Sunday, June 14, 2020

The Wonderful Snowfall of June the 9th.

“The Wonderful Snowfall of June the 9th”
(Winter Ridge, Oregon Basin & Range)
Oil on Pannelli Telati fine Cotton Panel
9” x 12”

This painting was intended to be posted not more than a few days after the smaller study that was posted in mid-May, but once I got back to civilization I found that I had more to do than I had thought, so this posting kept being put off. But now after seventeen days in town, I am back out in the wilds, and I can be getting on with things. It was instructive working on the smaller study (see last post), and it was instructive seeing how much longer this larger one took to do, even with the knowledge already gained. The pigments used were exactly the same for both works, and a nicely limited palette as well.

The Pigments used in the painting were:
Imprimatura & Drawing: Rublev Italian Burnt Sienna;
Pigments: W&N Cobalt & French Ultramarine Blues;
Rublev:  Blue Ridge Yellow Ochre, Italian Burnt Sienna, Lead White #1.

Two earth colours and blue ... I could have used only the French Ultramarine, for my blue, but the Cobalt was already on the palette, so was used rather than let it go to waste. The French Ultramarine was necessary to mix the darkest greens; darker than could have been achieved with the Cobalt Blue.

In the Block-in, shown below, you can see the effect the Imprimatura still has on the Block-in layer. It still affects the final paint layer, but is less obvious. In the finished work, the Imprimatura gives warmth to the greens, and helps to grey the blues in the distance. It also gives a hint of the earthy red pine needle covered forest floor beneath the thin snow cover, especially in the roadway.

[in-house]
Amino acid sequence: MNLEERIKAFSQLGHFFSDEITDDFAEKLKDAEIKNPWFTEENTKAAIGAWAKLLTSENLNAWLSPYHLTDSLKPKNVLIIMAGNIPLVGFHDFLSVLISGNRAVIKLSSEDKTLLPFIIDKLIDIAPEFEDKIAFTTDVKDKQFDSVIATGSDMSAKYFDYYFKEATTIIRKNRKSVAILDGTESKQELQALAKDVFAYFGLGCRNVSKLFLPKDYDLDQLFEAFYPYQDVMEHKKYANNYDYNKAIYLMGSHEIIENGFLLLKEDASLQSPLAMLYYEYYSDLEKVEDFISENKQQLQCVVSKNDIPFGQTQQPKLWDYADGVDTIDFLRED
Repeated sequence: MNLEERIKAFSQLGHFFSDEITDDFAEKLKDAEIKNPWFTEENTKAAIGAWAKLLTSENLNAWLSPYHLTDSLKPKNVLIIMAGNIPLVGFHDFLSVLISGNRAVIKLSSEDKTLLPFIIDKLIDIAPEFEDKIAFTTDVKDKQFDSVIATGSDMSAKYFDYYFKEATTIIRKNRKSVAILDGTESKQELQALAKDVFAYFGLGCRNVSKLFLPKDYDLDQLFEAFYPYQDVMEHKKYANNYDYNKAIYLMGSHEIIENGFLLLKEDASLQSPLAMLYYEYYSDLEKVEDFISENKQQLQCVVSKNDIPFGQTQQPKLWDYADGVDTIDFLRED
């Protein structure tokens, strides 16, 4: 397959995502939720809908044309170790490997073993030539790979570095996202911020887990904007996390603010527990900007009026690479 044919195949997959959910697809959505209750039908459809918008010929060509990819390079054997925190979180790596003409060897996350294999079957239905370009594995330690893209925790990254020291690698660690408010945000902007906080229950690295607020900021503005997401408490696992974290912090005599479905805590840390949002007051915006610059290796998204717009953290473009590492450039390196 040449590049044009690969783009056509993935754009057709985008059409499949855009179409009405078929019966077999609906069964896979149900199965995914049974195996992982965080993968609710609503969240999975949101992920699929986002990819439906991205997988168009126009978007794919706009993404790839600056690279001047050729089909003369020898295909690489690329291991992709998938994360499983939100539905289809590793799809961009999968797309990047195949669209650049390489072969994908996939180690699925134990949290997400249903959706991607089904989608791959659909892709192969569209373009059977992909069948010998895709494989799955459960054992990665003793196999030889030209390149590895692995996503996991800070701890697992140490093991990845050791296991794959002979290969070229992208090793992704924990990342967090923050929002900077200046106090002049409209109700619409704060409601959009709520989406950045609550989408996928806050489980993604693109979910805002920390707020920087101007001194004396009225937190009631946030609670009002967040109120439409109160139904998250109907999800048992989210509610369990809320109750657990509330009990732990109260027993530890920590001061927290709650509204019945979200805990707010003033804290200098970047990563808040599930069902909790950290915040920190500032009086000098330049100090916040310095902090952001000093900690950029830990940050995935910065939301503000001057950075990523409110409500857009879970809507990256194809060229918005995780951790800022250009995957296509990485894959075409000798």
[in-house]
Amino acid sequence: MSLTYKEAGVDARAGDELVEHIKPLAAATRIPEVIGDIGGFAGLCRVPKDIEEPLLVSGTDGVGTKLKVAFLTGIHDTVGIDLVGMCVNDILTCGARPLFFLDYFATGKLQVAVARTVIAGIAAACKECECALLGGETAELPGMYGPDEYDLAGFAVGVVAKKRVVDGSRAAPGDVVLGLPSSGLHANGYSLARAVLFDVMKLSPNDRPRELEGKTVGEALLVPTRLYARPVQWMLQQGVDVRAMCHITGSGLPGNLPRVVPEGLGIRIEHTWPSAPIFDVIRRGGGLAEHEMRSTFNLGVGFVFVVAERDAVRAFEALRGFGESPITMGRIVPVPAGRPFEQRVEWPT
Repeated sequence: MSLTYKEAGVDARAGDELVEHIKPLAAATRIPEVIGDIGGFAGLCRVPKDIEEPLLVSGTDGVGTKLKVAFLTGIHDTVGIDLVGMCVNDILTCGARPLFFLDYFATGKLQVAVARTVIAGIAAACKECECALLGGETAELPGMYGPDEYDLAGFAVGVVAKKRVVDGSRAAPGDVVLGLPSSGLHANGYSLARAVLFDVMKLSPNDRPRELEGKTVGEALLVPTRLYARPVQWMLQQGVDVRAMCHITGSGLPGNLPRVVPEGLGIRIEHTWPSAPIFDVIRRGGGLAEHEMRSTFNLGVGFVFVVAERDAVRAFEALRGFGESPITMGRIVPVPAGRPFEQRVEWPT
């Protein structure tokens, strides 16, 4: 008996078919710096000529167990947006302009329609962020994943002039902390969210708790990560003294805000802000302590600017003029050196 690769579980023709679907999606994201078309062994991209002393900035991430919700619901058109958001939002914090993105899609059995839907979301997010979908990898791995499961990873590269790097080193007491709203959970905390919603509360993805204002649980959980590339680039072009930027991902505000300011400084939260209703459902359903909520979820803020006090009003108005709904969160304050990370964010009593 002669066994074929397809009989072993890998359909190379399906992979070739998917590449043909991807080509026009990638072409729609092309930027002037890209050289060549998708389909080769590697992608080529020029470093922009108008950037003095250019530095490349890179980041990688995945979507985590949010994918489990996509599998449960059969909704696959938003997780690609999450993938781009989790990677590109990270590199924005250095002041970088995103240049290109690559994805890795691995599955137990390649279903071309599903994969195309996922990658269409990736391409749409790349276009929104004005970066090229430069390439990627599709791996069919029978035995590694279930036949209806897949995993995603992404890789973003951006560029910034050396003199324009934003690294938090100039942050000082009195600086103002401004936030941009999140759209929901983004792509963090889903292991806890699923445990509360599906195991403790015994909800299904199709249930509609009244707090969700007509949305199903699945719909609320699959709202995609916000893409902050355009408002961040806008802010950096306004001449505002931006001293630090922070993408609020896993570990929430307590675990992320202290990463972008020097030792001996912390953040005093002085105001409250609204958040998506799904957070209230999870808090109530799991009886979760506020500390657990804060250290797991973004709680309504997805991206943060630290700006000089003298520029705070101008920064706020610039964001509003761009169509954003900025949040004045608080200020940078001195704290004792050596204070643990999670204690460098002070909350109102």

The Block-in

I returned to the wilds on Thursday, June 4th, passing through La Pine, and heading east on country  road 22, as the Sun was lowering in the west. With the light behind me, I noticed how hazy it was in the rear view mirror, and then I noticed that the haze was swirling, much as if it were smoke. I looked to the hood of my car to see if smoke or steam was coming out from under, but detected nothing. I looked back in the rear view mirror, raising my head so I could see the road closer to the car in my wing mirrors. It looked like faint whispers of smoke, but the colour was a yellowish green, as was the general haze back down the road. I pulled over, popped the hood, looked under and all around the car, with fire extinguisher in hand, and ... nothing. I stopped twice more ... and nothing.  I reached camp about an hour before the Sun set, and noticed that the dust on the car was yellowish green, but down on the car body, near the wheel wells, it was the usual reddish brown ... the last four miles to camp were on dirt roads.

The next day, after tramping around a bit, I noticed the bottom of my trousers had a layer of yellowish green dust on them. I brushed it off, only for it to return after another bit of tramping around. The day after that as I was tramping around in the woods, I noticed that with each footstep I wouldraise a small cloud of yellowish green dust, which would then settle on the bottom of my trouser legs. I have never noticed this before. Oh, ordinary dust, yes.